Kittleman said he was feeling energized as summer begins. He said internal polls had him leading by four points, and "we feel like our fundraising is doing well."
Now that the primaries are past, he said, Republican Party candidates could unify and move forward.
"I know who will be on the ticket with me in District 1, 2 and 5," he said. "I'm excited about that."
He said he'd campaign, for the most part, in the same way as he always has.
"I've run a lot of races in the past, since 1998, and we're going to continue to do what we always have done," he said. "We're going to go to every corner of the county and meet as many people as we can possibly meet."
He said he didn't think Ulman's candidacy would have a ripple effect on the county executive race.
"Howard County has a long reputation of looking at the person, not the party," he said. "I think [the race] is going to be dependent upon the two candidates, and who people think they can trust as a leader for the next four years."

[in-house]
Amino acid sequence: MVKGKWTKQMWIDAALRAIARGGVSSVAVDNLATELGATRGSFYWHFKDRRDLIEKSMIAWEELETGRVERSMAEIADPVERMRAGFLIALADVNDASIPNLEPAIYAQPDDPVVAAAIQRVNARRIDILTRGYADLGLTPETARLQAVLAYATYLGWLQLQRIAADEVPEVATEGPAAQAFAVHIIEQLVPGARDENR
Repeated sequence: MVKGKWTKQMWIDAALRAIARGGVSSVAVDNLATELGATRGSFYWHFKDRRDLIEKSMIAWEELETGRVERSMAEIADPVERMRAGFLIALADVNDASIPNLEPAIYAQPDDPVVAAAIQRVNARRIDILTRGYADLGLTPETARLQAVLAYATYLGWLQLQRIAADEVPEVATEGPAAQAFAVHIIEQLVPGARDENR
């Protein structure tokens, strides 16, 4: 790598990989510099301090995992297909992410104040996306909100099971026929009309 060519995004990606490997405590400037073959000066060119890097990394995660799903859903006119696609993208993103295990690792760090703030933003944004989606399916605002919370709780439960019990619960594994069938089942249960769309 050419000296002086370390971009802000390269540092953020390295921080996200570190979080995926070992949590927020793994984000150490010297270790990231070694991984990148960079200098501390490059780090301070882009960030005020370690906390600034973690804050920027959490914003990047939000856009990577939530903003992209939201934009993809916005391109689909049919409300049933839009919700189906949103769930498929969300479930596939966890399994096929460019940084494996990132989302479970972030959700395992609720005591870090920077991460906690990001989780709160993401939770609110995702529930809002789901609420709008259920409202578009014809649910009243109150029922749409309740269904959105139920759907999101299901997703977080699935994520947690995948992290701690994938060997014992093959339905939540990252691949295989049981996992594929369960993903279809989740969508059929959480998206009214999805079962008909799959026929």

For Watson and Kittleman, one thing's for certain: They will be out in full force on the Fourth of July. This year, parades will be thinner without primary candidates in the mix.
"That's a really fun day in Howard County, and our campaign and volunteers will be out in full force," Watson said.
Kittleman said he planned to walk with the Precision Lawn Chair Marching Dads — a group of boxer-clad fathers who have made it a tradition to perform lawn-chair tricks in the River Hill Fourth of July Parade — as he has in previous years.
"I'm looking forward to that, it's one of the things I enjoy the most every year," he said. "I'm not going to change just because I'm a candidate."